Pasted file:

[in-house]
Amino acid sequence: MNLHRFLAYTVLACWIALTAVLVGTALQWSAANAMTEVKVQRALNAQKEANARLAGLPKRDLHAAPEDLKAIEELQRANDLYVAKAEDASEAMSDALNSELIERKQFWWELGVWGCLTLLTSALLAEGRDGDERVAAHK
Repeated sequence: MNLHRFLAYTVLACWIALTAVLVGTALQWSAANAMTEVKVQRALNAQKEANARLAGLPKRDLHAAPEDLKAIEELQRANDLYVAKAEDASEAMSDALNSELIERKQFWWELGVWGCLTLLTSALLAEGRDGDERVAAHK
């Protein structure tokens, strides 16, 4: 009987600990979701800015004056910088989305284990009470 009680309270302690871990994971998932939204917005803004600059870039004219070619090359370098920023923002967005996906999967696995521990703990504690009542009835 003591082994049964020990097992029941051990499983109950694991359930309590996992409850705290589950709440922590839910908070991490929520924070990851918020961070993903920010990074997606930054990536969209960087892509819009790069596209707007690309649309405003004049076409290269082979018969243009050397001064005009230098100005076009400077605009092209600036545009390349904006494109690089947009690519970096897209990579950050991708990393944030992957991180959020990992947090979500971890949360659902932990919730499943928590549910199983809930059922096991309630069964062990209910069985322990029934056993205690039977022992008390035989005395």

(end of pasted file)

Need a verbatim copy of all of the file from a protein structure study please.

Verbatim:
[in-house]
Amino acid sequence: MNLHRFLAYTVLACWIALTAVLVGTALQWSAANAMTEVKVQRALNAQKEANARLAGLPKRDLHAAPEDLKAIEELQRANDLYVAKAEDASEAMSDALNSELIERKQFWWELGVWGCLTLLTSALLAEGRDGDERVAAHK
Repeated sequence: MNLHRFLAYTVLACWIALTAVLVGTALQWSAANAMTEVKVQRALNAQKEANARLAGLPKRDLHAAPEDLKAIEELQRANDLYVAKAEDASEAMSDALNSELIERKQFWWELGVWGCLTLLTSALLAEGRDGDERVAAHK
């Protein structure tokens, strides 16, 4: 009987600990979701800015004056910088989305284990009470 009680309270302690871990994971998932939204917005803004600059870039004219070619090359370098920023923002967005996906999967696995521990703990504690009542009835 003591082994049964020990097992029941051990499983109950694991359930309590996992409850705290589950709440922590839910908070991490929520924070990851918020961070993903920010990074997606930054990536969209960087892509819009790069596209707007690309649309405003004049076409290269082979018969243009050397001064005009230098100005076009400077605009092209600036545009390349904006494109690089947009690519970096897209990579950050991708990393944030992957991180959020990992947090979500971890949360659902932990919730499943928590549910199983809930059922096991309630069964062990209910069985322990029934056993205690039977022992008390035989005395």